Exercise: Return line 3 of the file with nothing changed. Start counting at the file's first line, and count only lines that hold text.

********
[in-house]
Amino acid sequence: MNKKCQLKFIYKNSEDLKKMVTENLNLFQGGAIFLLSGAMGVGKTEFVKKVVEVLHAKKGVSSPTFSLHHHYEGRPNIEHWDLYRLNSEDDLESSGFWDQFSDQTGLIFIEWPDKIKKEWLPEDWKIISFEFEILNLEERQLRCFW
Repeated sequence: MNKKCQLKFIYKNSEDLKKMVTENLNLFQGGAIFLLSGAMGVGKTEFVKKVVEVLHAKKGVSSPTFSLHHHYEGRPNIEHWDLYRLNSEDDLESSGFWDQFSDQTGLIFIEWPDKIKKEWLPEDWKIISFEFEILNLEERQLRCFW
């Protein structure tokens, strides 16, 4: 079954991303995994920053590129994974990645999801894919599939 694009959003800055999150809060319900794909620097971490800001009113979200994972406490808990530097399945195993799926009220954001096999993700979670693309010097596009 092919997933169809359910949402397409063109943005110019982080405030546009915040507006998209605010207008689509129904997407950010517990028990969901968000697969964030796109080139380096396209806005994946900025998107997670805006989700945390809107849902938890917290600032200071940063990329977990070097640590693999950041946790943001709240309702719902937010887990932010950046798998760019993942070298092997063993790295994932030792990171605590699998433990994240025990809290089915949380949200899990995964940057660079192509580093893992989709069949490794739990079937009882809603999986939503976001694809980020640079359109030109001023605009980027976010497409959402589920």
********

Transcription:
Repeated sequence: MNKKCQLKFIYKNSEDLKKMVTENLNLFQGGAIFLLSGAMGVGKTEFVKKVVEVLHAKKGVSSPTFSLHHHYEGRPNIEHWDLYRLNSEDDLESSGFWDQFSDQTGLIFIEWPDKIKKEWLPEDWKIISFEFEILNLEERQLRCFW